You are invited to the First Nations Health Authority and BC Patient Safety & Quality Council cultural safety and cultural humility webinar action series! 12 webinar events will take place over the next year to encourage participation, learning, self-reflection and positive change among BC's healthcare professionals.
The series will support development of tools and skills on how to be effective allies for advancing cultural safety and humility and what health service staff and allies can do to understand and integrate this work into their practice or interaction with First Nations and Aboriginal Clients.
Hear from thought leaders such as Joe Gallagher, Dr. Evan Adams, Dr. Nadine Caron, Margo Greenwood, and representatives from each regional health authority in the province.
Webinar 6: Cultural Humility and Nursing in BC
Nurses play an important role in delivering quality care for First Nations communities in BC. Nurses are sometimes the first and only local health support for rural and remote communities, and can be a trusted source of advice. What does cultural safety and humility mean as a nurse working in a First Nations community? How can nurses working with First Nations and Aboriginal peoples approach the work in a good way to ensure their care is safe?
This webinar will feature FNHA Chief Nursing Officer Becky Palmer, and nurses Inez Louis from the Sto:lo Nation and Lisa Sam from Nak'azdli. This webinar is open to all health and social services staff with a particular focus on nurses who interact with First Nations and Aboriginal peoples. We'll hear from First Nations nurses on how they integrate cultural safety into their work and practical tips on how others can do the same.
Webinar 5: Pursuing Cultural Safety
The politics of acknowledgement come to the fore in Fraser Health’s Indigenous Cultural Safety debrief circle sessions. Facilitated by Aboriginal Health Liaison, Carol Peters, the debrief circle sessions are a training opportunity founded on the principles of inclusivity, respect and intentionality. Through a talking circle, participants undertake a personal and professional journey of self-discovery. In this space, buried biases can be unearthed and intentional practices towards reconciliation may be realized. Join Fraser Health’s Aboriginal Health team as they discuss the challenges and successes of unearthing bias in the health care system and countering tendencies to create cultural risk.
Webinar 4: Intergenerational Trauma and Institutional Avoidance
At this year's National Health Leaders Conference, 73% of delegates voted Indigenous Health as Canada's top healthcare priority. There is no question that the country is paying attention to the unacceptable health gaps between First Nations and non-Aboriginal.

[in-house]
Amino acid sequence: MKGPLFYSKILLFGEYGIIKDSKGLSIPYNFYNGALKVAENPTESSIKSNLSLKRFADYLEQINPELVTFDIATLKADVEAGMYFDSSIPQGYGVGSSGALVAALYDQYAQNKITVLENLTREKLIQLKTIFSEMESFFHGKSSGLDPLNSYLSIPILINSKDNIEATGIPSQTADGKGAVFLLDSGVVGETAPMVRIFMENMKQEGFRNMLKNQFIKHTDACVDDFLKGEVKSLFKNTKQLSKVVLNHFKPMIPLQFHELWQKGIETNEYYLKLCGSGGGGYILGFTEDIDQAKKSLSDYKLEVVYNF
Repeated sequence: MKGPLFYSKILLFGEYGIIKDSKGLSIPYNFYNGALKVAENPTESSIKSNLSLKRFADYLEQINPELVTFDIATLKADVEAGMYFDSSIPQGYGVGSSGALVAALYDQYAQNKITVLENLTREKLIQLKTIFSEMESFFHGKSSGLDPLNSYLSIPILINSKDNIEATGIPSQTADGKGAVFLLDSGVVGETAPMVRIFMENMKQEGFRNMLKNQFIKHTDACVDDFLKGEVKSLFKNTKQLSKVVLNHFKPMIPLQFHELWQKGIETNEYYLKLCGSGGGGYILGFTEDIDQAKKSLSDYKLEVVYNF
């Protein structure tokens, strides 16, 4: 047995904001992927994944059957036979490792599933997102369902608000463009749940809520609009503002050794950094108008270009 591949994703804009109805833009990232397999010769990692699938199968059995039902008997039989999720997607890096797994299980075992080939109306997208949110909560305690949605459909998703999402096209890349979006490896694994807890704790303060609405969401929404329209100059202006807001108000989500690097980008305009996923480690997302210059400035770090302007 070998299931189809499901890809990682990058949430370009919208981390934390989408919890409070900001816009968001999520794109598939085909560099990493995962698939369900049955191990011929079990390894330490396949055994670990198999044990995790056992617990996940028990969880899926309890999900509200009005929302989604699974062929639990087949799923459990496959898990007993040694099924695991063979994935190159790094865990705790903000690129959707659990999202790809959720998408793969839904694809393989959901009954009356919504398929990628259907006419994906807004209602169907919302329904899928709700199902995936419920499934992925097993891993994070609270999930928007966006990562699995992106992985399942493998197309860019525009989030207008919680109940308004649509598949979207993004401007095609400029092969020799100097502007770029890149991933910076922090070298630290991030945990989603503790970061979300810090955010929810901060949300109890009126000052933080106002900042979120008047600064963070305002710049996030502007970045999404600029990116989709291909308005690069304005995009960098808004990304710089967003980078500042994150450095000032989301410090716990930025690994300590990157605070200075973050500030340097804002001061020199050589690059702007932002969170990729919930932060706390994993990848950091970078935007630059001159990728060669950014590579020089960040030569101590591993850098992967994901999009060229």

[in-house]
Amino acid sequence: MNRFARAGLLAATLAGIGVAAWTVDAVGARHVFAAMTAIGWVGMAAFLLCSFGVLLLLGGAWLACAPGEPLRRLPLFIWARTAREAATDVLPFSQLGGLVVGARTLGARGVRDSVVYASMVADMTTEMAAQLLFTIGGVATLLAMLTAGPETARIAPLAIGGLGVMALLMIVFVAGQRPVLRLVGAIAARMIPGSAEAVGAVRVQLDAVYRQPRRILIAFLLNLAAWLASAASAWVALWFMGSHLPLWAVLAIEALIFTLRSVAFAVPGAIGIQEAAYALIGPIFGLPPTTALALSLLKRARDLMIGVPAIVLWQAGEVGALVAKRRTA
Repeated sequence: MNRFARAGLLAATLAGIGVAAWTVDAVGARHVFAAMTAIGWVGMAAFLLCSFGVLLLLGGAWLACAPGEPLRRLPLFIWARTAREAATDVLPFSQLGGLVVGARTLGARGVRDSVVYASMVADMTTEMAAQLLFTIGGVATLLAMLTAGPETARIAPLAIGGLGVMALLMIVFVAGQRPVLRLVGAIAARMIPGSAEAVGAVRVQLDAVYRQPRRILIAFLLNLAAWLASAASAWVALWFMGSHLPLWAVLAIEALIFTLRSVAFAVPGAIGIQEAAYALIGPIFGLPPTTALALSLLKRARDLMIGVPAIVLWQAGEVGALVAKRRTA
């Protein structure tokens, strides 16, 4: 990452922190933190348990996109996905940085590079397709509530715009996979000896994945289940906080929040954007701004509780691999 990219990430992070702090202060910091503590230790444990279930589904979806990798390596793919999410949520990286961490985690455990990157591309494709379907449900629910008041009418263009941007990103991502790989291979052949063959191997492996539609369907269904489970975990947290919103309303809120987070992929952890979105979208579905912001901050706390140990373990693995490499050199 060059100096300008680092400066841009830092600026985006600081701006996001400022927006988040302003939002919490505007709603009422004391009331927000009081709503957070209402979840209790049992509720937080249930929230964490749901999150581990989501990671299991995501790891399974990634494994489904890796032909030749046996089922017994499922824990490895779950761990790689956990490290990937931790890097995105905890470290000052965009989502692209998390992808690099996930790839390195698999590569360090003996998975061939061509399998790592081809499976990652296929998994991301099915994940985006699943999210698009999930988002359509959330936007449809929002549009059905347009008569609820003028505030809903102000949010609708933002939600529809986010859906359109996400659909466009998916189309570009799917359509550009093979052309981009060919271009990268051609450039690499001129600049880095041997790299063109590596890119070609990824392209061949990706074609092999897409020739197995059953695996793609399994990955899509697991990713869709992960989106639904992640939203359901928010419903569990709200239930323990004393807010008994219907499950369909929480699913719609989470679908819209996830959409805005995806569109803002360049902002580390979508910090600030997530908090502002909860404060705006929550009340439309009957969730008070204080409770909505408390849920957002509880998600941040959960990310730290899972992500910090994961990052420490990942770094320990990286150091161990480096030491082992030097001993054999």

Reconciliation is an essential dimension of improving healthcare quality; only, too often reconciliation is viewed as focusing on the injustices of the past. In this webinar, hear from Dr. Evan Adams about how reconciliation is an everyday act that physicians can undertake to ensure greater cultural safety for Indigenous clients. We'll review communication styles and everyday practical tips that physicians can take today to make the healthcare experience safer.
Webinar 3: The Importance of Story to Cultural Safety Webinar
Colonization has impacted a people's story. In our spheres of influence, both personally and professionally, we must situate cultural safety to place, to the land, and to the geography in which we work, play, and live. How will you get to know the story specific to your place? What does investing in cultural safety look like in your organization to make impactful change?
Join Brad Anderson and Vanessa Mitchell from Interior Health as they explore the importance of understanding a people's story in the realm of cultural safety.
Learning and Advancing the Recommendations of the Truth & Reconciliation Commission with Shelley Joseph
Our country's history and present day are shared and co-created realities. Actively participating in the reconciliation process in Canada is one way that we can begin to take responsibility for our shared history and future together. Acknowledging and reconciling our past and present are fundamentally important to the health and wellbeing of Indigenous peoples and all Canadians. Reconciliation occurs at both the individual and systemic levels.
Join Shelley Joseph to learn how to effect daily acts of reconciliation at the individual level and how to grow reconciliation at home, at work and in our communities.
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